Do we know who the lenders were, and can we be sure that these new lenders were not incentivized with US-government subsidies, directly or indirectly, to lend Chrysler the money? Aside from that, it is the most fervent hope of most tax payers to see both GM and Chrysler pay back all the money that was given them in bail outs, with interest. Now all Fiatsler has to worry about is finding enough people to buy their vehicles for them to remain open for business. And wasn’t that the core of their problem in the first place? Not enough people were buying their products when they were an American company, then a German company. Will it be any different now that they are an Italian company?

      • 0 avatar

        Plenty of people were buying Chrysler products before Daimler became involved…that’s why they bought them after all.

      • 0 avatar

        Mikey, thanks for the coompliment and back at you. I’ve never criticized Chrysler because mostly it’s just too easy. They have been dealt a bad hand for years and truthfully I hope they succeed. Besides, I like the Grand Cherokee and the rear drive cars and would hate to see them gone.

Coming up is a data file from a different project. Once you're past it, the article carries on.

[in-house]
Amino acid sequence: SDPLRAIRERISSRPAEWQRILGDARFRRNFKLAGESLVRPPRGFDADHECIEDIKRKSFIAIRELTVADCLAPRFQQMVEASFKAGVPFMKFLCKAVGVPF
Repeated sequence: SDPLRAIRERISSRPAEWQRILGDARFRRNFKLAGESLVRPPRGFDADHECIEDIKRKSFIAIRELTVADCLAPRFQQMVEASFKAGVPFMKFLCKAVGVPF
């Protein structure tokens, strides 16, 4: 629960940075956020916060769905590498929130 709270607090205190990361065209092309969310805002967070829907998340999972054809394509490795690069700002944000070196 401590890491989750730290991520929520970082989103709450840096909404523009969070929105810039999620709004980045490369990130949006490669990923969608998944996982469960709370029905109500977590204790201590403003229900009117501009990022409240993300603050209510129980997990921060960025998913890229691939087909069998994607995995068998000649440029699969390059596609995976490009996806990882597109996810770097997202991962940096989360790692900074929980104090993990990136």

But the taxpayers are still going to lose money and worst of all is the assault on property rights and the rule of law during the bailout. Moral hazard is important. There is no stigma or cost of failure now and that will hurt us even more in the future.

    • 0 avatar

      Don’t forget about all those evil “speculators” like the Indiana police and teachers pension funds that lost millions. You can keep your crow.

    • 0 avatar

      I think the UAW is dining on more than crow at our expense.

  • avatar
    Tommy Boy

    Gee, just in time for the commencement of the 2012 election, a faux “payback in full.”

    Who would have seen that coming?